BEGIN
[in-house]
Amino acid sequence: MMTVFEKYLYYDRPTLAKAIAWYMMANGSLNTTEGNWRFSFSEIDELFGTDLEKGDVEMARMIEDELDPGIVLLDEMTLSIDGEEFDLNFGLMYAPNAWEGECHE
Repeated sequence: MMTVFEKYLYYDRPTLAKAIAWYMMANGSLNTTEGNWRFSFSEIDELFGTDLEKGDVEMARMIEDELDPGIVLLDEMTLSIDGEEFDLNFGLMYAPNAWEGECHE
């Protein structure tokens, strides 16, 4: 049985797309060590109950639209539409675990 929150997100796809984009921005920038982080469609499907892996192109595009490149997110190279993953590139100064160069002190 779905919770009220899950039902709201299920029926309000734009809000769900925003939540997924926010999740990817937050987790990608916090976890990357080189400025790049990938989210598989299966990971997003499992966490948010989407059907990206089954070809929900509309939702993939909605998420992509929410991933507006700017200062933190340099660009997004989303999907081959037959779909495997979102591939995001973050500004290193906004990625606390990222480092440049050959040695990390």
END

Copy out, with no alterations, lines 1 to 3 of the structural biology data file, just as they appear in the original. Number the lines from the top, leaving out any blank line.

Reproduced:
[in-house]
Amino acid sequence: MMTVFEKYLYYDRPTLAKAIAWYMMANGSLNTTEGNWRFSFSEIDELFGTDLEKGDVEMARMIEDELDPGIVLLDEMTLSIDGEEFDLNFGLMYAPNAWEGECHE
Repeated sequence: MMTVFEKYLYYDRPTLAKAIAWYMMANGSLNTTEGNWRFSFSEIDELFGTDLEKGDVEMARMIEDELDPGIVLLDEMTLSIDGEEFDLNFGLMYAPNAWEGECHE